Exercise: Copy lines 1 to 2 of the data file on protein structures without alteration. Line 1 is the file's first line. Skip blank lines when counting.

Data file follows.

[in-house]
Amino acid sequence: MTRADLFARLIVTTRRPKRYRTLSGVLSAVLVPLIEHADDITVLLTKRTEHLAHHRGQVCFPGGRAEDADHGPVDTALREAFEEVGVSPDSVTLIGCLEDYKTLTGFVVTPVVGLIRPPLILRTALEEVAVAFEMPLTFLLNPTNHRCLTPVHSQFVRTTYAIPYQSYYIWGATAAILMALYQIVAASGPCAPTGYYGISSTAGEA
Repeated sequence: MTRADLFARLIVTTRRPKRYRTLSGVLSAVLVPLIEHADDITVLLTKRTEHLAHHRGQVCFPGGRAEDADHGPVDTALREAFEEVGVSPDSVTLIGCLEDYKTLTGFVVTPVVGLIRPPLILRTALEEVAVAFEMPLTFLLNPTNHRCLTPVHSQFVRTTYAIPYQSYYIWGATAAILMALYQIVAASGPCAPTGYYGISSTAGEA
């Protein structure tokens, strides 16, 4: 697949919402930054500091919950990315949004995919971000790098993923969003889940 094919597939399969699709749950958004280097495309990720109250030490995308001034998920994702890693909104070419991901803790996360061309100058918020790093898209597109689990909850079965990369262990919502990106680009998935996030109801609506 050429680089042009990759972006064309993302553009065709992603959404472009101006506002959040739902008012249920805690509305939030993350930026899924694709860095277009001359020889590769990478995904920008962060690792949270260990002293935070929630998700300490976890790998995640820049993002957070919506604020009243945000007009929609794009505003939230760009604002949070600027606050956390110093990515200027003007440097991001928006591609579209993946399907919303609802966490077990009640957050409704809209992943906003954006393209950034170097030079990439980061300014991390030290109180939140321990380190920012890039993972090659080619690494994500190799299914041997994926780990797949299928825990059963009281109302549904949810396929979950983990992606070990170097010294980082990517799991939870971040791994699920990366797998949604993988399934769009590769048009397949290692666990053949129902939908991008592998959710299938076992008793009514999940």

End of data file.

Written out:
[in-house]
Amino acid sequence: MTRADLFARLIVTTRRPKRYRTLSGVLSAVLVPLIEHADDITVLLTKRTEHLAHHRGQVCFPGGRAEDADHGPVDTALREAFEEVGVSPDSVTLIGCLEDYKTLTGFVVTPVVGLIRPPLILRTALEEVAVAFEMPLTFLLNPTNHRCLTPVHSQFVRTTYAIPYQSYYIWGATAAILMALYQIVAASGPCAPTGYYGISSTAGEA